No Puglian breakfast would be considered complete without its biscotti, often made in an elongated plaited shape and eaten fresh from the oven, sometimes dipped in hot milk or cappuccino.
Almonds are one of the staple crops of the area and feature predominantly in baked goods. Tiny cakes may be made of ‘pasta reale’, a dough made almost entirely with ground almonds rather than flour. These come in all shapes and sizes, often topped with flaked almonds or glace cherry. Cherries are another staple crop and you often find almonds and cherry jam combined, in Crostate -tarts with a latticed top, or in Bocconotto -a delicious cake with marzipan and cherry jam.
Each season, or religious festival, has its own cakes or pastries – at Christmas there are ‘Cartellate’ and on the feast day of San Giuseppe, also father’s day, there are ‘Zeppole’. Cartellate are very much a Puglian speciality – the same dough used to make taralli is rolled into thin strips which are folded onto themselves to make a shape that is almost like a rose, or basket. These are deep fried and coated with ‘vincotto’ or fig syrup, or simply dusted with icing sugar. The Christian tradition has it that their complex shape represents the baby Jesus’s swaddling bands or Christ’s thorn of crowns, but there is evidence from pre-christian frescoes that a very similar sweet played a part in pagan rituals, as an offering to Ceres perhaps. Zeppole are piped into a concentric shape and then deep-fried, though they may also be baked. They are found elsewhere in Italy as well, in different variants – the ones in Puglia are topped with cherry preserve.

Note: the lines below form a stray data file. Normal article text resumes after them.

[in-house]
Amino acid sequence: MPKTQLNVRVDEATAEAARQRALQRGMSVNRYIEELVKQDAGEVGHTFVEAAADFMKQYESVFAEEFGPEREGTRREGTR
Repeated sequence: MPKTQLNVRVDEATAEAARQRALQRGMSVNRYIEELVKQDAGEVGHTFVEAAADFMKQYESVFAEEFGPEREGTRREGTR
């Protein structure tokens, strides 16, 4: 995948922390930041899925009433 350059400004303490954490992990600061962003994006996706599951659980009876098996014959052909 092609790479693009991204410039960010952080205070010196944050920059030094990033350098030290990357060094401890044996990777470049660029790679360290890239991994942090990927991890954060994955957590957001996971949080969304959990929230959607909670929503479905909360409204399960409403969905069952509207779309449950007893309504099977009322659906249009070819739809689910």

The fresh pasta in Puglia does not contain eggs and is made from durum wheat flour and water, giving a firmer pasta with more bite. The basic dough is made into a variety of shapes, each of which is traditionally served with different sauces. The best known is Oriechiette (little ears ), concave disks of pasta. The dough is stretched and shaped by hand, rather than using metal forms. These are usually served with ‘cime di rape’ or turnip tops (taste and appearance a bit like broccoli), with tomato sauce, possibly baked in the oven with cheese and tomato, or with a meat based ‘ragu’. Belonging to the same family are strascinati (literally, stretched) which are cylinders of pasta open at each end. These were sometimes made on a special board which give them one smooth side and one textured, to hold the sauce better. Cavatelli are similar but shorter, about a third of the length, at 2 centimetres. Cicatelli are a similar shape but closed at the ends. Trofiette are small thin cylinders of pasta twisted into a helix. These last three are often served with sea food based sauces or sometimes, in the autumn and winter months, with mushrooms.
Of these, Oriechiette and Strascinate are properly from Puglia, whereas, although widely adopted in the region, Trofiette and Cavatelli have their origins elsewhere in Italy.
For market visists, cookery lessons and all things Pugliese for foodies see www.personalpuglia.com